RICHMOND, Va. -- Three days after the Grace Place apartments in downtown Richmond were deemed unsafe and residents forced out of their homes in a matter of hours, city officials met with property management to address deficiencies.
However, a resident told CBS 6 his situation had not improved.
"They told us to pack stuff for the weekend. You know, I packed stuff for the weekend. That's all I packed," said resident, Nathaniel Kinnard. "Everything I own is in there."
The disabled veteran with three kids spoke with CBS 6 on the phone Monday. He said he and other residents had been placed in hotels by their property manager but said that his kids were running out of clothes, diapers, wipes, and food.
He added that his family of four were forced from their two-bedroom apartment Friday and were now sharing a small hotel room with one double bed, in less-than-ideal conditions, and little information about how long they’d be there.
"We're fitting here because we had no choice," said Kinnard. "This is the situation that was chosen for us, because I had my place. So now I'm being made to live here. I'm being made to live here when my rent is being paid someplace else."
The Richmond Fire Marshal Battalion Chief and Acting Commissioner of Buildings met with the property management of the Grace Place Apartment Monday morning, according to a Richmond Fire Department Spokesperson.
Property management outlined what they had done so far to bring the building into compliance, which included beginning work on the fire alarm panel and on the fire suppression systems.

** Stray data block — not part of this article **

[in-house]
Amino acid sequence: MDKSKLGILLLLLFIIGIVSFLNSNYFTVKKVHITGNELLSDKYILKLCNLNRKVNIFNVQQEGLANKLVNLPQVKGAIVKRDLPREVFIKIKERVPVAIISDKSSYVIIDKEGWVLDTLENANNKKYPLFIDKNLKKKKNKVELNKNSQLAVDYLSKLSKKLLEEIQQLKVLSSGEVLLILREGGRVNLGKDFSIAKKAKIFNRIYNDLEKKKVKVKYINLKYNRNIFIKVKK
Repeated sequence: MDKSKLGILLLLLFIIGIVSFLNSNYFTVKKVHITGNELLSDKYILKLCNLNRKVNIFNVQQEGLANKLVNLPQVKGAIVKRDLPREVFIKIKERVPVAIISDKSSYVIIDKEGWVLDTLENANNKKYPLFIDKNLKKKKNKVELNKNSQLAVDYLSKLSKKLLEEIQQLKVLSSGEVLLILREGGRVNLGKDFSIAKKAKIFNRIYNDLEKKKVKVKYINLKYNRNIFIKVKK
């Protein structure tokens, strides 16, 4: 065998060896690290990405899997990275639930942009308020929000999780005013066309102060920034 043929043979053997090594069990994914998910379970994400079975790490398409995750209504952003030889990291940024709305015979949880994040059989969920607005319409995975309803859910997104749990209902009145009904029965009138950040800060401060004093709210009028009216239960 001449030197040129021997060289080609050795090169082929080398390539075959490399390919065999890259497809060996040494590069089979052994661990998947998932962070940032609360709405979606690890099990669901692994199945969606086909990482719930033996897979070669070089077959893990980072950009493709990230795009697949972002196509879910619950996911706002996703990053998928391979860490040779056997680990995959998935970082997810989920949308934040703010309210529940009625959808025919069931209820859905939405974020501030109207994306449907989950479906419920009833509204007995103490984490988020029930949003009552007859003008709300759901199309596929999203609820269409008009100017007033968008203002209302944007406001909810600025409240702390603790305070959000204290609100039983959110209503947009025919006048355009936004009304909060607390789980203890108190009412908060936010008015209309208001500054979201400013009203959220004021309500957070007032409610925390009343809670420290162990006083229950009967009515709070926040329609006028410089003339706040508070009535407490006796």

The Richmond Fire Department said before tenants could move back into the building, those fire suppression system and fire alarm panel repairs needed to be completed, and the property management needed to fix the elevators, sanitize the building, and have a structural engineer specifically inspect the north wall of the stairwell and produce a report to ensure it is structurally sound.
"The Fire Marshal's Office has identified 18 code section violations with 32 independent deficiencies throughout the structure. In addition, there are five significant concerns, fire pumps, elevators, fire alarm panel, structural integrity, and sanitation," said Richmond Fire Department Spokesperson, Amy Vu.
Vu said the building had not been condemned but had been declared unsafe for occupancy, due to a multi-agency inspection Friday that came as a result of a complaint brought to the attention of the fire marshal on October 17.
She said property management was also in the process of gathering bids from an elevator contractor, sanitation company, and structural engineer. They planned to meet again later in the week with city of Richmond officials for a walkthrough and evaluation of their progress.
In the meantime, Richmond Redevelopment and Housing Authority, Angela Fountain, said they had a total of four Grace Place families that were voucher holders. But as of Monday, RRHA couldn't assist them.
"Unfortunately, as our agency does not offer emergency housing services, that that's just not that's not within our purview," said Fountain.
She said the agency had to wait for confirmation from the city that the Grace Place Apartment building was condemned before they could step in.
"Once we receive confirmation that the building is condemned, we will expedite that process and reach out to them to let them know that they can come and pick up an additional voucher so that they can begin their housing search," said Fountain.
She said RRHA had already received emails from landlords who’ve indicated they have availability at their buildings for the displaced residents.
"There are landlords that are really lining up to, um, to be of assistance, you know, to these families," said Fountain.
For Kinnard and so many other residents, assistance couldn't come soon enough.
"I want help. I want a place to live," said Kinnard.
Kinnard started this GoFundMe to help with expenses.